Occasionally, Rayo would close the passing lanes and continue to press after a pass was played. However, they usually stuck to their man orientations. After a while though, Betis found solutions and used the weaknesses of that approach.
How Betis exploited the man orientations
Betis needed a few minutes to adjust in order to find ways through the pressing of Rayo. Due to the high defensive line of Jémez’s side, Betis tried to play long passes behind the last line when the Madrid side couldn’t apply enough pressure.
Consequently, Betis created a lot of turnovers because rarely one of the passes behind the lines managed to find a Betis player. The problem with those passes was that Betis couldn’t counter-press quickly.
After a while, they adjusted. By using the goalkeeper frequently in the build-up, Betis could create an overload and therefore find openings in the defensive shape of Rayo because they pressed López as well. The strategy was very effective when one of the midfielders moved out of position more quickly than his opponent was comfortable with, forcing him to leave his position. Furthermore, Pau López is a very skilled player with the ball on his feet. Consequently, he could play precise passes to the midfielders.
Overall, Betis’ central players started to move more after Rayo took the lead. Against a very man-oriented defence, body movement is crucial to open spaces and exploit with quick dribbles or passes under pressure. In such scenarios, Betis were very successful moving the Rayo defenders to one side in order to exploit the far side after a few passes.
Together with the centre-backs who were more aggressive in possession and tried to overplay the first line of pressure by dribbling, Betis were able to create more dangerous situations. However, the lack of precision in passing and positioning prevented better chances.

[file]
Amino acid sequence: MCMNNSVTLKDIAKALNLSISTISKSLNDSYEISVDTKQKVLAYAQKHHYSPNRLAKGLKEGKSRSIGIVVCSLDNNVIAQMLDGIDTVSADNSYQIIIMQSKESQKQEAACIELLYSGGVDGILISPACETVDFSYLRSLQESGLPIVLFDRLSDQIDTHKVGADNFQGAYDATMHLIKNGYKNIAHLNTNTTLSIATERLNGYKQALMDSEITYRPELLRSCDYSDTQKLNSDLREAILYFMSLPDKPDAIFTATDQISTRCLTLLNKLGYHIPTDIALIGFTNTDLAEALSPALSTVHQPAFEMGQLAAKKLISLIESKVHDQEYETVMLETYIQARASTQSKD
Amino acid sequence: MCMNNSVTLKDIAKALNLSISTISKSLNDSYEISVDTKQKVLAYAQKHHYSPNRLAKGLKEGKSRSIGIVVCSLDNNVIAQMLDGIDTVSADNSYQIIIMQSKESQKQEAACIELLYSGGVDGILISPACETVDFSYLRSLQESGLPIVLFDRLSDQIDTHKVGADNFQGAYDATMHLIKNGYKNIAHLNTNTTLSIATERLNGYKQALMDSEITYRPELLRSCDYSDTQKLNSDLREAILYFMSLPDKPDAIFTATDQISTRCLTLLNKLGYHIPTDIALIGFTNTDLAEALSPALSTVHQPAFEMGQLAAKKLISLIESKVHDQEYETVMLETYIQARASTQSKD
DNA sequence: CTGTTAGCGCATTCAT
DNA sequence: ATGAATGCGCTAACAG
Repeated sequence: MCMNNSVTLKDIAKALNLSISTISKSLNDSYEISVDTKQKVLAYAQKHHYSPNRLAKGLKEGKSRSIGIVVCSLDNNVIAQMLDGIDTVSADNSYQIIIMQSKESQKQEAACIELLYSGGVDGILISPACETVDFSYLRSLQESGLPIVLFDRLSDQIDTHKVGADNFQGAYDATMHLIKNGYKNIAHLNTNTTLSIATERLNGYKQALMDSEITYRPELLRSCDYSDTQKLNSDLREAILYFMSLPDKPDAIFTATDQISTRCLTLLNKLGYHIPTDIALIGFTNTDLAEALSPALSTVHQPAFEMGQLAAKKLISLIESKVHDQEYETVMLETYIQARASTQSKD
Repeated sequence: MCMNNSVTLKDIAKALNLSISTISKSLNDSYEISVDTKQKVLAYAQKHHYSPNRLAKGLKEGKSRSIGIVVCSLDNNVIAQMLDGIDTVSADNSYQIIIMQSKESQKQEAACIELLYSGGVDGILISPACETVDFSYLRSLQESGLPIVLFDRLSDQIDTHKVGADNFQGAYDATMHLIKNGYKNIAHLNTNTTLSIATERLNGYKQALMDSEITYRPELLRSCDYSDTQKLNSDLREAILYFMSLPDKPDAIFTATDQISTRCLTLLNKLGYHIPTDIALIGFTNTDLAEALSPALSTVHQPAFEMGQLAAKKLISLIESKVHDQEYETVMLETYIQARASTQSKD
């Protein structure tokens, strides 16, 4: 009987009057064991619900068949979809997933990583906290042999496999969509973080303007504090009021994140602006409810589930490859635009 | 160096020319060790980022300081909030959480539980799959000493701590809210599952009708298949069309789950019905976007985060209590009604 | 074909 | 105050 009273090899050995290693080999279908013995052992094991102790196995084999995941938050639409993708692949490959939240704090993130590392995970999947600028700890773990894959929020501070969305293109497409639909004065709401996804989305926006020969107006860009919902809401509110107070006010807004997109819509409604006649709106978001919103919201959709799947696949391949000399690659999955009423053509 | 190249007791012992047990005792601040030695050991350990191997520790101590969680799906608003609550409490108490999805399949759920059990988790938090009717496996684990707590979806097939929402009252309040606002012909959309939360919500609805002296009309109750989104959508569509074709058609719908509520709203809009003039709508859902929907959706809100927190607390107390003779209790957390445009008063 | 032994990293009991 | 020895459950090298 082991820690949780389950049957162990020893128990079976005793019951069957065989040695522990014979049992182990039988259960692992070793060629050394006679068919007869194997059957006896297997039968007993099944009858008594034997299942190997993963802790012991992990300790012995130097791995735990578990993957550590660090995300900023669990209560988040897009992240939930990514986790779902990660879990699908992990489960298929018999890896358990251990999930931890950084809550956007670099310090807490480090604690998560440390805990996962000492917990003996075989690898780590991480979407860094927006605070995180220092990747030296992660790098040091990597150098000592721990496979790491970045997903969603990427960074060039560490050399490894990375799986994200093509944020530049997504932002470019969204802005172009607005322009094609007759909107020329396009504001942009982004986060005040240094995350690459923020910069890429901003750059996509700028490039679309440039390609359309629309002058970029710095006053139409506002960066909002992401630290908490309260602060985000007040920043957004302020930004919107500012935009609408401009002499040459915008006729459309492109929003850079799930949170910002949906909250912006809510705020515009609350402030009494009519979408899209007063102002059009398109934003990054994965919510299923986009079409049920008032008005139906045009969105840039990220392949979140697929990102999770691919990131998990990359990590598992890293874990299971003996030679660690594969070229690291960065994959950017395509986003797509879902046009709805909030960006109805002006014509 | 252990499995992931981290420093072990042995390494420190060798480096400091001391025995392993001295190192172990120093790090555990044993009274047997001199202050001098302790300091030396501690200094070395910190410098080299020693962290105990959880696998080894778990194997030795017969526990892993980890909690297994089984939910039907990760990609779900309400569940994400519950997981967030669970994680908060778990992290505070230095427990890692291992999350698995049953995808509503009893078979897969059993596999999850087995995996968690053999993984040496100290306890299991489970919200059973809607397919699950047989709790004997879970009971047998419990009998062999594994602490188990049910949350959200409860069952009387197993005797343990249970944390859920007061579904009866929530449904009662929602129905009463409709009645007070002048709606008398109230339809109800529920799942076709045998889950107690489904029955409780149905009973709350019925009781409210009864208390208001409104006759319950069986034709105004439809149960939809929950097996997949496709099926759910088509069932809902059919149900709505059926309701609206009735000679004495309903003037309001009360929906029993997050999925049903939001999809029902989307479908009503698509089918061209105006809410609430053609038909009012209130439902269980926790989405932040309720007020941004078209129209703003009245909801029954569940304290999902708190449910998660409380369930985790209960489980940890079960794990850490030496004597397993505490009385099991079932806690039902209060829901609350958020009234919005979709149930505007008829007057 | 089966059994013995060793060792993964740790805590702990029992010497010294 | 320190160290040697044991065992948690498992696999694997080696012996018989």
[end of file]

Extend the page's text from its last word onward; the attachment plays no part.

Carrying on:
First steps to positional play
As I already mentioned, Paco Jémez selected a 4-3-3 formation against Betis, and Rayo showed the first glimpses of eventual development of a positional play system. In their 4-3-3 formation, the centre-backs were positioned wide while the full-backs moved higher. The defensive midfielder created a triangle and was supported by both central midfielders.
The winger usually moved into the half-space and was positioned in the first attacking line together with the striker. On the left side, you could occasionally observe Bebé keeping close contact with the sideline while left-back Moreno dribbled through the half-space.
Overall, it was obvious that Rayo didn’t have a lot of time to train the right positioning and it was quite chaotic. However, they managed to combine with speed on the wing and their crosses were quite dangerous. The best example was their first goal.
Furthermore, their counter-pressing was massively improved because of the better positioning in possession. It is going to be interesting how much Jémez can improve the positioning and their game in possession in the coming weeks.
Paco Jémez’s debut back at Rayo had some promising aspects and the Madrid-based side is going to be one of the more interesting teams in La Liga. Betis are still struggling this season. Although their build-up process is still well-structured, they have to fix their issues offensively to create more chances and convert them. If not, they are not going to make the European qualification spots.